Truth About Computer Security Hysteria
A trick question: exactly what records did ILoveYou break?Rob Rosenberger, Vmyths co-founder
Tuesday, 23 May 2000
ICSA BIGWIG PETER Tippett flew to Washington soon after ILoveYou destroyed the Internet. He told a congressional subcommittee "it took less than four hours for this to become the most destructive computer virus ever." His written testimony called it "by far the most expensive, pervasive and damaging virus in history."
U.S. House Technology Subcommittee chairwoman Constance A. Morella offered specifics in her testimony. "Roughly 47 million people received the [ILoveYou] e-mail worldwide and the virus looked for love in all the wrong places in over 10 million computers. Since its insidious inception in the Philippines, the Love Bug has already proved to be the fastest spreading and most expensive computer virus in history — dwarfing the cost of the Melissa virus."
Wow! Somebody notify Guinness.
Hey, I'm serious here. Notify them. I can't wait for ICSA to put this baby in the Guinness Book of world records.
As you know, every "new record" undergoes an evaluation before it can replace a current record holder in the Guinness book. Record breakers must use metrics and must meet verification standards. No metrics, no verification, no Guinness record.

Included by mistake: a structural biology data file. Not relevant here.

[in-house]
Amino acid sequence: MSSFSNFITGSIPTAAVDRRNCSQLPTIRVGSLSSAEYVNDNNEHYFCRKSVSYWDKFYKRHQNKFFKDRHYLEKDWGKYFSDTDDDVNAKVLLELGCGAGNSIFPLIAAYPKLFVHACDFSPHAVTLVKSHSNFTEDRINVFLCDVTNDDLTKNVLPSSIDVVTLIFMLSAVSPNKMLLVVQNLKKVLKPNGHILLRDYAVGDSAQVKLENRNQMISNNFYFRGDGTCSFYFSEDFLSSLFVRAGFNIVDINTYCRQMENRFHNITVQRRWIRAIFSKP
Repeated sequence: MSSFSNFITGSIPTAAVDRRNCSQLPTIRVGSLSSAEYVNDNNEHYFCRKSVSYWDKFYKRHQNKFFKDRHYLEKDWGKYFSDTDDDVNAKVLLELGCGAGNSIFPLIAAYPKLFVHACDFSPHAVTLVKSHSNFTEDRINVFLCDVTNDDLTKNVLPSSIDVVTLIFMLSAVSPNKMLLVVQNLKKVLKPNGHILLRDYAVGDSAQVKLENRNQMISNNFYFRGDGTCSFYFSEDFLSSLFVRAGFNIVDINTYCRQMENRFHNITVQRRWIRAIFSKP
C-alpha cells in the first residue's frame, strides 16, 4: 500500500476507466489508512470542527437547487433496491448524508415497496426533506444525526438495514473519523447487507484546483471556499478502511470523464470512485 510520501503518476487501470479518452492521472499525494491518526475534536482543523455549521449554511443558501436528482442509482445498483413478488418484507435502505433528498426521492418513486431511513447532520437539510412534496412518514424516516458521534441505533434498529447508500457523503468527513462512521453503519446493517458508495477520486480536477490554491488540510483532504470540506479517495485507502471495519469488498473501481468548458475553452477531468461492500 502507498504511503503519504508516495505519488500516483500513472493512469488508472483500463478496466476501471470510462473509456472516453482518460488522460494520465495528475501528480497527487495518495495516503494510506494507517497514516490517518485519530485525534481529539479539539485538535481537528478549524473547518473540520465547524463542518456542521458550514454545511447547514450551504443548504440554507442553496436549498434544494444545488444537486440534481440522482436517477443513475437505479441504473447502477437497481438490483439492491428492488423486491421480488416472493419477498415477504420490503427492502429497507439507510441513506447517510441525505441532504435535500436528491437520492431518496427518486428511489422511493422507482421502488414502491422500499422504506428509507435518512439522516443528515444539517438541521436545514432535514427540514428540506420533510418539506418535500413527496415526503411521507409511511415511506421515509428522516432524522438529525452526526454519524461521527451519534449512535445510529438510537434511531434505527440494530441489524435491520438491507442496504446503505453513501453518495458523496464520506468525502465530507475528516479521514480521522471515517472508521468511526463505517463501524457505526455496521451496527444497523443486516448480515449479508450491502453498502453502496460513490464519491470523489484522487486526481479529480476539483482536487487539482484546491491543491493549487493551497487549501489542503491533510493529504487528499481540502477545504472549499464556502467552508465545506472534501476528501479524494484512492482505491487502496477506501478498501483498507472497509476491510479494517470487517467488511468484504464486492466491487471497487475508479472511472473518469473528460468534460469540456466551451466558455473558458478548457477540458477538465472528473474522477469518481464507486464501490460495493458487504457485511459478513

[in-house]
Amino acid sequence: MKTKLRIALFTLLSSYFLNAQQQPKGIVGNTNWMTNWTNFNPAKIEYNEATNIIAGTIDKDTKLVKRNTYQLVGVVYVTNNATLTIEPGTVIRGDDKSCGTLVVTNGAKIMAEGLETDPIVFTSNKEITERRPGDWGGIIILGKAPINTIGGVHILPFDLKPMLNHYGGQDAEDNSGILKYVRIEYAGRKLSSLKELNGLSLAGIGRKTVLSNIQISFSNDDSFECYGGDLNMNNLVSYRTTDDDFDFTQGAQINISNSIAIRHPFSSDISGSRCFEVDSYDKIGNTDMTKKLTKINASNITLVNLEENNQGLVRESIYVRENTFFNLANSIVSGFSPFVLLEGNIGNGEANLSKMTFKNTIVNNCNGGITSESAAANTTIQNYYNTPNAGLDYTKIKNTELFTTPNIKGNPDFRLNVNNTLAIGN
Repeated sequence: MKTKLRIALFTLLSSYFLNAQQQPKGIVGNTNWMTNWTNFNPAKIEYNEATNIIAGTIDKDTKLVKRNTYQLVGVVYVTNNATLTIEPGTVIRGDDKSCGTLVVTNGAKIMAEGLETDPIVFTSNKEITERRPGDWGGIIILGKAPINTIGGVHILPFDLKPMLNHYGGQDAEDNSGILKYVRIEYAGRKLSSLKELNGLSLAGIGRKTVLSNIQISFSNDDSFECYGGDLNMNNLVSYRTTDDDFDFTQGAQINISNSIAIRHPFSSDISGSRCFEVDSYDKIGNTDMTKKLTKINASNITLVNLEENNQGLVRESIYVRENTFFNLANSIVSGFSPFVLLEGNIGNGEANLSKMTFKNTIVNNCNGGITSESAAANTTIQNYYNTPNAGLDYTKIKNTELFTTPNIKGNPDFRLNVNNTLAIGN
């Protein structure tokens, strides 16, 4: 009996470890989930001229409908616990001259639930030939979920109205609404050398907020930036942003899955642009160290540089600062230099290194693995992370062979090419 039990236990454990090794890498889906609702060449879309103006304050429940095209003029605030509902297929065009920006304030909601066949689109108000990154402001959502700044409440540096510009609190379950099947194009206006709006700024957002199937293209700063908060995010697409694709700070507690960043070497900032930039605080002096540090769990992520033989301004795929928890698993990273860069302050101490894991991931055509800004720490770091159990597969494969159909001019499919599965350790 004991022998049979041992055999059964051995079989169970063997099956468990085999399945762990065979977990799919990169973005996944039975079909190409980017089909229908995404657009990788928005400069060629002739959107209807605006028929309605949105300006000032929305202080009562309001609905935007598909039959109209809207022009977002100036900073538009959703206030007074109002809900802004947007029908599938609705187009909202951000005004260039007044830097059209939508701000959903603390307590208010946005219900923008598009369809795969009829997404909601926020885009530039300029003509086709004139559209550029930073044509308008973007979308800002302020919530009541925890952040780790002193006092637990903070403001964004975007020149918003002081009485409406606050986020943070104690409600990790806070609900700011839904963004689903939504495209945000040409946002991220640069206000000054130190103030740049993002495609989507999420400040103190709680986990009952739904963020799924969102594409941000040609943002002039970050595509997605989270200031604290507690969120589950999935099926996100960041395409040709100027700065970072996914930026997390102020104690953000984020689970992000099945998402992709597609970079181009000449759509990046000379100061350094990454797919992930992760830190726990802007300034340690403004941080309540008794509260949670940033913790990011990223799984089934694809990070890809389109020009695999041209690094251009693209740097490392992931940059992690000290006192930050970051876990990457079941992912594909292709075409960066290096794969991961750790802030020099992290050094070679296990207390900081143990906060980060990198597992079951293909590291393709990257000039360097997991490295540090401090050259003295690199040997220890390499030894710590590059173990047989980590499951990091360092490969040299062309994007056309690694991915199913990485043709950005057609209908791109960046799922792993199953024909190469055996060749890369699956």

When someone or something "breaks" a record, Guinness can describe the previous and current record with precision. Which brings me to my point — exactly what records did ILoveYou break? What were the exact previous records — and what are the exact new records?
Don't bother trying to come up with an answer. I asked a trick question.
We can't come to a general consensus about Melissa's wrath last year. Nor can we agree on the amount of
damage Chernobyl inflicted last year. Even
respected experts like Tippett can only offer guesstimates which fluctuate wildly depending on who you ask. You
want a general consensus about ILoveYou's wrath? Forget it. This baby will join
its brothers in the
A legend created by the experts themselves, no less. They'll spout all sorts of authoritative BS to anyone who will listen. "The ILoveYou worm/virus traveled u times faster than Melissa and generated v times as many emails. It infected x times as many computers as Chernobyl and caused y times more damage worldwide."
Go on, tell it to Guinness. And tell 'em I sent you.
"But Rob," you moan, "if you can't prove it incorrect, why can't we just treat it as correct?" I don't know about you, but I just happen to like the Guinness method of verifying records. Metrics and evidence appeal to me for some strange reason.